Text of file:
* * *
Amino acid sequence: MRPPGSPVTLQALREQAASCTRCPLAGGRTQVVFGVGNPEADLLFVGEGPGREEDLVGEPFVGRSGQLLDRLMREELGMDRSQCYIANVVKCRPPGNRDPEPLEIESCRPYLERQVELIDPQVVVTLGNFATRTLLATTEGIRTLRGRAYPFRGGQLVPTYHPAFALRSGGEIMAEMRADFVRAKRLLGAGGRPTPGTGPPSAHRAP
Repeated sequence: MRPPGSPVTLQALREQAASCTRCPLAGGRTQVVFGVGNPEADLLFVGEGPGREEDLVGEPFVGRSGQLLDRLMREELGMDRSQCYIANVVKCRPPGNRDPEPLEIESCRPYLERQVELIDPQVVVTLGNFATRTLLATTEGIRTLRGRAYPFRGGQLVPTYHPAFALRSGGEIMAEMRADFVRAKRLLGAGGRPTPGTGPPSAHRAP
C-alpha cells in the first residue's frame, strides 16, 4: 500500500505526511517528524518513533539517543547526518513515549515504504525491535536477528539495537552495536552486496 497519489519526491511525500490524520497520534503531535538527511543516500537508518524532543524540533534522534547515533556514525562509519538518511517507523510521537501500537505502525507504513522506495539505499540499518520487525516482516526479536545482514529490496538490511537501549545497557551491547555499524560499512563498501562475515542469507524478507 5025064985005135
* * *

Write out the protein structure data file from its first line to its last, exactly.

Amino acid sequence: MRPPGSPVTLQALREQAASCTRCPLAGGRTQVVFGVGNPEADLLFVGEGPGREEDLVGEPFVGRSGQLLDRLMREELGMDRSQCYIANVVKCRPPGNRDPEPLEIESCRPYLERQVELIDPQVVVTLGNFATRTLLATTEGIRTLRGRAYPFRGGQLVPTYHPAFALRSGGEIMAEMRADFVRAKRLLGAGGRPTPGTGPPSAHRAP
Repeated sequence: MRPPGSPVTLQALREQAASCTRCPLAGGRTQVVFGVGNPEADLLFVGEGPGREEDLVGEPFVGRSGQLLDRLMREELGMDRSQCYIANVVKCRPPGNRDPEPLEIESCRPYLERQVELIDPQVVVTLGNFATRTLLATTEGIRTLRGRAYPFRGGQLVPTYHPAFALRSGGEIMAEMRADFVRAKRLLGAGGRPTPGTGPPSAHRAP
C-alpha cells in the first residue's frame, strides 16, 4: 500500500505526511517528524518513533539517543547526518513515549515504504525491535536477528539495537552495536552486496 497519489519526491511525500490524520497520534503531535538527511543516500537508518524532543524540533534522534547515533556514525562509519538518511517507523510521537501500537505502525507504513522506495539505499540499518520487525516482516526479536545482514529490496538490511537501549545497557551491547555499524560499512563498501562475515542469507524478507 5025064985005135